We all know that enrollments are big news in higher education, but how can you be sure that the numbers you see are actually comparable? For this post, we limited our data to only AACSB- accredited schools that participated in the Business School Questionnaire in every year from 2007-2008 to 2011-2012. These 482 schools provided data in all years, so comparing across the set can give us a better view of how the larger enrollment trends actually play out in our accredited schools.
Overall, the total enrollment reported across these schools has not shown large changes, but has continued a slow growth. However, upon closer inspection, the education level distribution of those enrolled students has been changing. In 2007-2008, 78.2% of students in this data set were enrolled in undergraduate programs, but by 2011, that number had decreased to 76.2%. Over the same time span, the undergraduate enrollment count decreased by 1.2% from 877,698 to 865,339. Doctoral enrollment has maintained at approximately 1.0% of total enrollments across this time period.
Taking a closer look at the master’s level, enrollments at this set of schools have increased 10.3% over the past five years (All Masters - 233,505 to 257,595 enrolled). As a percentage of total enrollment, all master’s enrollments account for between 20.8 to 23.1%. The positive direction of growth as a proportion of the total enrollments may be attributed to economic reasons, increased marketing, or even students choosing to stay in an academic setting for more time.
Increasing master’s level enrollment is a good thing, but the next logical question is whether the increases appear for both master’s generalist (MBA equivalent) and master’s specialist program types. In both cases, the answer is yes. At the master’s generalist level, there was a 3.1% increase in the number of students enrolled since 2007-2008. For the specialized master’s programs, the increase was more dramatic, with the number of students enrolled increased 26.7% from 71,159 to 90,189. While the proportional increases are less dramatic, at the generalist level, enrollments were 14.5% of the overall in 2007-2008, and by 2011-2012 had increased slightly to 14.7%. At the specialized level, the change was from 6.3% to 7.9%.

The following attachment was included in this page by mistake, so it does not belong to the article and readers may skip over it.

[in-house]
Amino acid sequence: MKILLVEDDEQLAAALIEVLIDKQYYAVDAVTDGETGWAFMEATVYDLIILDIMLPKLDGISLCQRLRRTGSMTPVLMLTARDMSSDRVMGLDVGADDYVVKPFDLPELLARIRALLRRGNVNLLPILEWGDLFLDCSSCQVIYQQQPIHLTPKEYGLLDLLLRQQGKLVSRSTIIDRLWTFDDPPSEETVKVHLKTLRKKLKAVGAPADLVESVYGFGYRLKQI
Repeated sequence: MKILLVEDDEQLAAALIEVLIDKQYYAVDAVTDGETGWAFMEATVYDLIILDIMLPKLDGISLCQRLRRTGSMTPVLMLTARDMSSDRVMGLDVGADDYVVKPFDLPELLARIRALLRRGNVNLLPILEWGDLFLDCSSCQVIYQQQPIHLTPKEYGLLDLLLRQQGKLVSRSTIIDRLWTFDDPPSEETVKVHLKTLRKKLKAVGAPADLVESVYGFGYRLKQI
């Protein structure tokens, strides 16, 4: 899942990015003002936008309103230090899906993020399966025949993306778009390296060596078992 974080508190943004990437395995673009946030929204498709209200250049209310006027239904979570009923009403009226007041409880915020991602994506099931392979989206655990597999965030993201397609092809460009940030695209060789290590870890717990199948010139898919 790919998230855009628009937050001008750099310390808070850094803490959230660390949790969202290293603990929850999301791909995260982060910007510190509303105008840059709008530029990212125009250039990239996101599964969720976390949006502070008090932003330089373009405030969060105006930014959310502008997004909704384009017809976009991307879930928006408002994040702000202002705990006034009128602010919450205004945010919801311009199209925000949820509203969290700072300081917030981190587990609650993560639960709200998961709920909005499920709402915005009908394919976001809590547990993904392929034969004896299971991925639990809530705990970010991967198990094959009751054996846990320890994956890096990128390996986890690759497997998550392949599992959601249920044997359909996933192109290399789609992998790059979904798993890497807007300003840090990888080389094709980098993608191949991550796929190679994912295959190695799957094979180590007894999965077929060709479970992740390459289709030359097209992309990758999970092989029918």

Even with a small drop in Master’s Generalist enrollments in 2011-2012, this controlled data set shows increasing enrollments at the master’s level both in numbers and as an overall percentage of total business school enrollments over this five-year time span. If this trend continues, it could have longer term effects on business school choices for faculty hiring, program offerings, and course scheduling as administrators work to bring the most opportunities to their students.